Ah, football. Who would have thought that I would feel compelled to watch Washington's (DC) season opener today? Not I, but it was I who left the house to sit in a bar to watch the game. I wanted to be around other people, though I wasn't feeling too social so I sat at a small table instead of the bar. It was better than being home, even though I left at half time. I paid a lot more attention to the game in the bar than I did when I got back home. The good guys (Washington) won so yay.
I'm fascinated by loyalty to sports teams. I am very loyal. My favorite spectator sport is baseball and my number one team is the Mariners. Next, the Nationals. For college (basketball or football), it's a tie between North Carolina and Washington (Seattle). I have a third college team too, Tennessee, because we lived in Knoxville for six years of my childhood. I can also root for a few New York teams (I was born in NY), but never the Yankees.
What is this about? It's not what I studied but people's tendency to group and divide themselves along socially constructed dimensions (race, ethnicity) is well known. I am against these kinds of divisions--I'm anti-racist, socialist, egalitarian. I don't strictly conform to gender roles and I prefer relationships not solely defined by them.
And yet, I have no problem allying myself to my local sports teams. I live in DC, so I'm a Nationals' fan. (Mariners still come first.) I'm embarrassed, truly, to say I'm a Redskin's fan, but I am. (I don't want to be because I think the team name is a racial slur.) Why? It's the hometown team. I'll also root for the Seahawks and I actually cared when they lost the Super Bowl, much to my surprise.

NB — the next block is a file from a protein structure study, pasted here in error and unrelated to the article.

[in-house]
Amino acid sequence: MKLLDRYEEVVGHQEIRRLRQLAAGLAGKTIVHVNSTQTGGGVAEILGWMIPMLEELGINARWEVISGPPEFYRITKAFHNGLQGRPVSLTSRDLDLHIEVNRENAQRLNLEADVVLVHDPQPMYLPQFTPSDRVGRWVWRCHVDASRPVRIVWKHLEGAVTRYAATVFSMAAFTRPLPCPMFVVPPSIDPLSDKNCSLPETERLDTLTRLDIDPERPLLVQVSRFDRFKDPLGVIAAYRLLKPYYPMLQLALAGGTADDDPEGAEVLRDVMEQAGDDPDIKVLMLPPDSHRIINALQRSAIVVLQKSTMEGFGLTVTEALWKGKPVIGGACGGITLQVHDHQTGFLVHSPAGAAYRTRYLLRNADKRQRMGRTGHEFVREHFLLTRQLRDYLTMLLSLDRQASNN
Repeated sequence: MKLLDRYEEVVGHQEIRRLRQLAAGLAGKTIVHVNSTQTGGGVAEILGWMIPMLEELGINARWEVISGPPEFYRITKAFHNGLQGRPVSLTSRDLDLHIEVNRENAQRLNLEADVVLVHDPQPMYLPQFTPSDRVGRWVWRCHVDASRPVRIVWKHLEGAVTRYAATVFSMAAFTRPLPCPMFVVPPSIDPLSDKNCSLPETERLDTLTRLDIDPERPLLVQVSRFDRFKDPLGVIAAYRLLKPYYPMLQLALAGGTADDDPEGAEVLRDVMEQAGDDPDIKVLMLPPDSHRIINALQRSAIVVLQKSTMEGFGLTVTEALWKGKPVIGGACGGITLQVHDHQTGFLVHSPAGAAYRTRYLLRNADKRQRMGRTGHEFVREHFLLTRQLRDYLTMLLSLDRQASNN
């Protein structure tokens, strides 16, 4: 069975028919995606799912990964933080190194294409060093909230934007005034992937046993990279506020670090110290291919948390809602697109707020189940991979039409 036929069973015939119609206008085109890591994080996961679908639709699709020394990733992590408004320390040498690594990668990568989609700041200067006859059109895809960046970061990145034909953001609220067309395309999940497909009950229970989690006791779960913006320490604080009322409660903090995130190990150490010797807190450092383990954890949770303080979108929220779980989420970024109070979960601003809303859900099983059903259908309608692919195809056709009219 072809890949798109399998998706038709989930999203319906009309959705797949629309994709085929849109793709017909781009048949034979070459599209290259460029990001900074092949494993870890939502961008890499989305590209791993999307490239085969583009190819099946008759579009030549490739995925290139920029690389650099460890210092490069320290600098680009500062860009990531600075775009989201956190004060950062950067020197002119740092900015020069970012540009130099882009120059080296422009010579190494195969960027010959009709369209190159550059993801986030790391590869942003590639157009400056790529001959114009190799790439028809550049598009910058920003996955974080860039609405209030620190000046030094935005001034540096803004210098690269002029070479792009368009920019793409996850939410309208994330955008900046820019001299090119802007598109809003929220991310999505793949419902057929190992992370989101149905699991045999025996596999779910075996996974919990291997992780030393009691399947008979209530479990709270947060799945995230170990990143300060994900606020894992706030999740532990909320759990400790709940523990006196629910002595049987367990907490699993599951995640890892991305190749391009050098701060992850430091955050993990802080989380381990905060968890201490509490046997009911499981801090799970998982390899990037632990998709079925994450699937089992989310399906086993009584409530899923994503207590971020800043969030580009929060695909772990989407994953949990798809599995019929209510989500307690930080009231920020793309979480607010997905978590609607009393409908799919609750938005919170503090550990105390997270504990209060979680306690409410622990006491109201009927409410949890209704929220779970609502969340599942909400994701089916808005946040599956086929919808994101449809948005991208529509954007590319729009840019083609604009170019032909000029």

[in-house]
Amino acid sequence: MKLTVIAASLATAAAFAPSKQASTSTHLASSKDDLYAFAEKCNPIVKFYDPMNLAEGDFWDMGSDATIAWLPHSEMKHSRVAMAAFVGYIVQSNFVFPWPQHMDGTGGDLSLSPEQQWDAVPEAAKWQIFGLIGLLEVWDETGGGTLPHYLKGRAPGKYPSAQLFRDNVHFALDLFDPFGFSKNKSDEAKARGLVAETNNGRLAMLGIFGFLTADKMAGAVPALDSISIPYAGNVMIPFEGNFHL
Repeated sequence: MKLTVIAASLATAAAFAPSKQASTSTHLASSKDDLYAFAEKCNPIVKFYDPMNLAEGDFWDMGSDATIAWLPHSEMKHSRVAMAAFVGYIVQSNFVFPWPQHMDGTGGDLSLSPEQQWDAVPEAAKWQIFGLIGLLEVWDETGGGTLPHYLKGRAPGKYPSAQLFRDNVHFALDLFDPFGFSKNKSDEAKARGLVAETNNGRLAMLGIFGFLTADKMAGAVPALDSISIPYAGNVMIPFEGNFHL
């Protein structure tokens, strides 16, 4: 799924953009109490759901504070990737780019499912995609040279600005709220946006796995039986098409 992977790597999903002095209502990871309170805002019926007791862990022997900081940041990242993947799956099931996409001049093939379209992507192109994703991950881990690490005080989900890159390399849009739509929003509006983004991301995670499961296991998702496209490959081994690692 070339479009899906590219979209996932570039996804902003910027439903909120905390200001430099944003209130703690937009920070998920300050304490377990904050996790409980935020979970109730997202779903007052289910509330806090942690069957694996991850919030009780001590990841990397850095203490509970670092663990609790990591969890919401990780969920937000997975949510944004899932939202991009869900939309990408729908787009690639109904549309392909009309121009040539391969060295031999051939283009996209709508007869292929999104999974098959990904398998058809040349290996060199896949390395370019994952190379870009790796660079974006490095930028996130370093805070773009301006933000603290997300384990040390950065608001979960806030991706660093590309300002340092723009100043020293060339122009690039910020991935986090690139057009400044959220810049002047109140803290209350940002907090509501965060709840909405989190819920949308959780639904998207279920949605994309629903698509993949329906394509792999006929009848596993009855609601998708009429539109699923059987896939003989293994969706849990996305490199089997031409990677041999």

It's taken many years for football to grow on me. I've watched it my whole life but only very casually. My dad first explained the basic rules of the game to me (downs, scoring, etc.) on Sunday nights when we sat down to watch "60 Minutes" and a game would still be on. He never watched football purposefully. The boys in the neighborhood would ask me to ref their pick up games when I was nine and they explained what the "line of scrimmage" was. I never played, but I understood the game. I didn't like it though, too violent, too hard to watch, too dominated by raving, drunken fans. Throughout college, I didn't go to a single game. Even when I started going to games in grad school, I didn't get very excited about it. But I was at a basketball school.
I like to blame Pele for my current interest in the sport. I'd say she's about 95% responsible. She watches a lot and I'm always game to join her, especially during play offs. That started it. Then there was the boyfriend a while back who loved football and was a big fan of a specific team. We had more than one date to watch his team play. The last boyfriend, he liked football too. But, you know, I'm not sure if it was his idea or mine to watch as many games as we did. I know I wanted to and I assumed he did too. However it happened, now it's for real: I like to watch football and I'll go out of my way for it.
I have some fun with it, especially the year the Seahawks went to the Super Bowl by proclaiming the dominance of my team without knowing much about them. Somehow, though, my proclamations had a ring of truth--or at least, I wanted to believe and I wound up caring. This is why men like sports, right? It's a safe venue in which to vent one's emotions. But the emotions do run high and it can be draining and deflating when your team loses--and elating when they win. Why do we care so much?
Oh, I almost forgot the best part. While riding my bike to the bar to watch the game, a guy in a big white Cadillac (or was it a Lincoln?) pulled up next to me and said, "Hey, are you married?"
I wasn't sure I heard him correctly since we were both in motion. "What?"
"Are you married? Do you have a boyfriend? Can I get your number and take you out some time?"
I laughed. He's trying to pick me up while I'm biking down the street wearing this goofy shirt:
and long brown shorts?
He said, "Is that wrong?"
"No!" I said, "It's not wrong but I have a boyfriend!" (In order to come up with this lie, I had to imagine for a second that I actually had a boyfriend and give him a face and a name. Recent Kansas sightings do have a purpose!)
He turned left at the next intersection and I continued forward...to football.
Grateful for: football.